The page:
• Morgan Hart

Practice Lingering: When An Athlete Slows Down – With Jamie Dockiewicz

We could root ourselves in the identity of what we are best at or we could choose to root ourselves in Who created us to be our best.

There’s a constant push and pull power struggle between expectation, progression, and achievement verses rest and recovery.

So often we find ourselves emotionally and physically compensating, misaligned and sometimes even broken, all because we aren’t taught and we don’t practice the skill of lingering.

I could tell you today’s podcast is with a star athlete, and a William & Mary Alum, who has ran almost 1000 races in her 30 years of track. I could tell you she’s a personal trainer for some of our country’s ultimate protectors. I could tell you she was the nutritionist and fitness guru that flipped an invaluable switch in my own understanding of fitness, working out and the value of being in the kitchen.

But that wouldn’t sum up the identity of this joy giving, passion pursuing, Godly woman of intentionality. You’ve heard it said before “though she be but little she is fierce.” This sums up this mighty wellness warrior.

Get ready, You’re going to want to take notes on this one!

Jamie - Learn to Linger

Linger athlete

Connect with her here:



FULL SHOW NOTES: Practice Linger-ing

Tamra: Welcome, to the fit and faith podcast it is amazing to have you here. It’s been something that I know we’ve kind of pressed on each other’s heart for a while and there’s also like that component of the fear factor of like, what are we going to talk about? Am I ready to get on live anything and do that? But I’ve had such confidence in knowing that having you come on in as a guest was going to be special, not just for me because I love quality time with you, but for the people on the receiving end.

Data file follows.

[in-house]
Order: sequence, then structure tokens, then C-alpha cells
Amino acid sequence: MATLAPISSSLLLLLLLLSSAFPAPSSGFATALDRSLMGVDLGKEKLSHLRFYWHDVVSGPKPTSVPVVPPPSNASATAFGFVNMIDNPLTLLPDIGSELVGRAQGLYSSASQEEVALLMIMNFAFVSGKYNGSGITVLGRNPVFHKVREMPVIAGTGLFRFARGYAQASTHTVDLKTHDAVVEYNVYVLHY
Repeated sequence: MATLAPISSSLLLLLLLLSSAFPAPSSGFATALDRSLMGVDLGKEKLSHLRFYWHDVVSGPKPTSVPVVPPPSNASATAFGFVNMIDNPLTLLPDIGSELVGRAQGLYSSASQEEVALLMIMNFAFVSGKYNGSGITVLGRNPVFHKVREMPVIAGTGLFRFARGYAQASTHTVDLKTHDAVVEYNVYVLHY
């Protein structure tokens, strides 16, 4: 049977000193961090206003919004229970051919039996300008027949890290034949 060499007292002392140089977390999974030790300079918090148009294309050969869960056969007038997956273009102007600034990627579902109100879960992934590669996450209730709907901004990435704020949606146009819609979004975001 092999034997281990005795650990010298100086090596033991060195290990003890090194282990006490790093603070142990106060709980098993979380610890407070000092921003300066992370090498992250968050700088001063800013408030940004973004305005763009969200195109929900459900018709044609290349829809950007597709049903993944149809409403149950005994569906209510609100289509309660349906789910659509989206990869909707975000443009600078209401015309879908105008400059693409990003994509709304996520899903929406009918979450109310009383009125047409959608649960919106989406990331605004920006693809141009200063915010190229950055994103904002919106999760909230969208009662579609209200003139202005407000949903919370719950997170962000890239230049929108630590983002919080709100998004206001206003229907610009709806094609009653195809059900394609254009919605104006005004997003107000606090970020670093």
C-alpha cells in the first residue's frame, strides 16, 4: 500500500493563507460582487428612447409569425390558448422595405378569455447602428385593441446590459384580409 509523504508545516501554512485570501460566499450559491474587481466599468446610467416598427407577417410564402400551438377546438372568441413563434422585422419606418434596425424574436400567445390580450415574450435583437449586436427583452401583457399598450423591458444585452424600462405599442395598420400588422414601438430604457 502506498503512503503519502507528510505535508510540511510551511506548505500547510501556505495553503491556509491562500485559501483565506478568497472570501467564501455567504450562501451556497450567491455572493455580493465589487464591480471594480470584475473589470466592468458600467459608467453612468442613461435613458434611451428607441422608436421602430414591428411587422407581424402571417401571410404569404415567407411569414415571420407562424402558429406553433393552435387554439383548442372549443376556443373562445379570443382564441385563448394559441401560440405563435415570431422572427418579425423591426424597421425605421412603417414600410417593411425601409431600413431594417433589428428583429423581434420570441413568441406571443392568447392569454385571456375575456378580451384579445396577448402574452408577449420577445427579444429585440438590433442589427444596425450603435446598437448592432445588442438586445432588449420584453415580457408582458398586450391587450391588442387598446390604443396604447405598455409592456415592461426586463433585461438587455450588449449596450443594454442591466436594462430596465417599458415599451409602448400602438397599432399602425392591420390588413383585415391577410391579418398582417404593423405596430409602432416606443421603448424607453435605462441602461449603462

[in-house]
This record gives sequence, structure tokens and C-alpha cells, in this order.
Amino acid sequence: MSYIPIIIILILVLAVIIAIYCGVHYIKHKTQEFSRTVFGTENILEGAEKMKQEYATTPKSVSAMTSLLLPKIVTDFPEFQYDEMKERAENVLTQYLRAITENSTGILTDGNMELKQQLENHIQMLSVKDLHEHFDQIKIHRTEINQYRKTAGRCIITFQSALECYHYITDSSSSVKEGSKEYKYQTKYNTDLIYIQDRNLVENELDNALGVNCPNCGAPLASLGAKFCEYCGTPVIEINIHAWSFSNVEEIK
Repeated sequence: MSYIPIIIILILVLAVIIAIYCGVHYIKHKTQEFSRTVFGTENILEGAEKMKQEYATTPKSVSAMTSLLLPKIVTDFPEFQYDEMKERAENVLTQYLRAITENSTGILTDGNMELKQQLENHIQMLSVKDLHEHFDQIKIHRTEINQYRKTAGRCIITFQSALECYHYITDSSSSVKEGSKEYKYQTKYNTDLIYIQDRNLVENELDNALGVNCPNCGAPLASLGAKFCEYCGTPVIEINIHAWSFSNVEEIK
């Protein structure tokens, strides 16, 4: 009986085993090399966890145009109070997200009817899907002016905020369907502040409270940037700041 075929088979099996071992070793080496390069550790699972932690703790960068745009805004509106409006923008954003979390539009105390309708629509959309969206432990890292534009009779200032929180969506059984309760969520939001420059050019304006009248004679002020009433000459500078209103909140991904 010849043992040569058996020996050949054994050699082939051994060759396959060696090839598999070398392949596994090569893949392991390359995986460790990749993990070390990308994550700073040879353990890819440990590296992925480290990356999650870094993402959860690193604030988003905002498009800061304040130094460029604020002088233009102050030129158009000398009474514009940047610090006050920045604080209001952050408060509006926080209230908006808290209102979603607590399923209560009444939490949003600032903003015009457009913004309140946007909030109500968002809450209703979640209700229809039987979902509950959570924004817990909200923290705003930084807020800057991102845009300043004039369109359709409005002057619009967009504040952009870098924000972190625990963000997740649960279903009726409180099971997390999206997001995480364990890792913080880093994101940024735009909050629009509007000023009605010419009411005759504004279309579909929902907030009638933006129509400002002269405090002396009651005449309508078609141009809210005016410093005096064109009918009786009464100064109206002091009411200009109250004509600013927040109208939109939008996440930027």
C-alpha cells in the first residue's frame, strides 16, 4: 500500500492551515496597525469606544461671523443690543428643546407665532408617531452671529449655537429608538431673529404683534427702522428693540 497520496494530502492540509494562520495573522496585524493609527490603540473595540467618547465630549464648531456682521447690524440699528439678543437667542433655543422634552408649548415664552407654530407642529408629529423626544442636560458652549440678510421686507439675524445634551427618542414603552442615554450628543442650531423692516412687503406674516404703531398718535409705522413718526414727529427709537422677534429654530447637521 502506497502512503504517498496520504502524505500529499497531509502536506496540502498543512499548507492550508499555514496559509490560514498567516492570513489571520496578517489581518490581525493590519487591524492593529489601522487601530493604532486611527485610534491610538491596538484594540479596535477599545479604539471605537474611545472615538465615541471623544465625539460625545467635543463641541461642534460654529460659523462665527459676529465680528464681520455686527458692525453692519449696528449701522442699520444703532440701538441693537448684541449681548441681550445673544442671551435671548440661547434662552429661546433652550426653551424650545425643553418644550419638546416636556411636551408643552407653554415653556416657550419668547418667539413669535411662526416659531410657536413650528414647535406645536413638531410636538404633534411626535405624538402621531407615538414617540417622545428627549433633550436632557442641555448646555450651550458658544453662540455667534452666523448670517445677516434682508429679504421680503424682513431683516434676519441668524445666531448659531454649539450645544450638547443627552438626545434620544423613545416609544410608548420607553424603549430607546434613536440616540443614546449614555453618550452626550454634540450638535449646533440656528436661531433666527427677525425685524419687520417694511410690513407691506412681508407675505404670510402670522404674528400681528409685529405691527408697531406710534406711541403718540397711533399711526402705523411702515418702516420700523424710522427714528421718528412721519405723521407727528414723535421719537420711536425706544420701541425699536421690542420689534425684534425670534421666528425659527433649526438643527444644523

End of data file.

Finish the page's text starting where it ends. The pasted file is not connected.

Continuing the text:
So I’m excited to have you. Mainly because I feel like our friendship has grown in such an organic way over the last few years and it always seems like so perfectly timed and I never know what that’s going to be, but it’s, it’s more of a blooming flower than like an onion because I feel like it’s just another component of we share in our sisterhood as we’ve walked into deeper understanding of who we are. But it’s been amazing to watch you bloom as I bloom. So I love having this season with you.

So you haven’t heard, but this is Michelle laughing and she is not only a dear friend but an up and coming success coach in our area and I’m excited to share that component. It’s not a title that she likes to claim fully yet, but it’s new and we’re excited to share kind of how that evolved and how we got where we are. So I’d love to hear like you just introduce yourself to everyone.

I know, it’s like…….where do I start?

Jamie Dockiewicz: I know exactly. Where do I start? So my name’s Michelle and obviously, she said that already. Should I share my age? I don’t know if that matters.

Tamra: Age doesn’t matter.

Jamie Dockiewicz: I am only like 25.

Tamra: Right! There you go. We need wisdom, we at least have to be 30 here. Okay. We’re 30 forever.

Jamie Dockiewicz: Well, everybody, it’s funny, a lot of people think I’m like in my twenties they say at least 25 a lot of people think I’m in my twenties and I’m like, thanks I think……..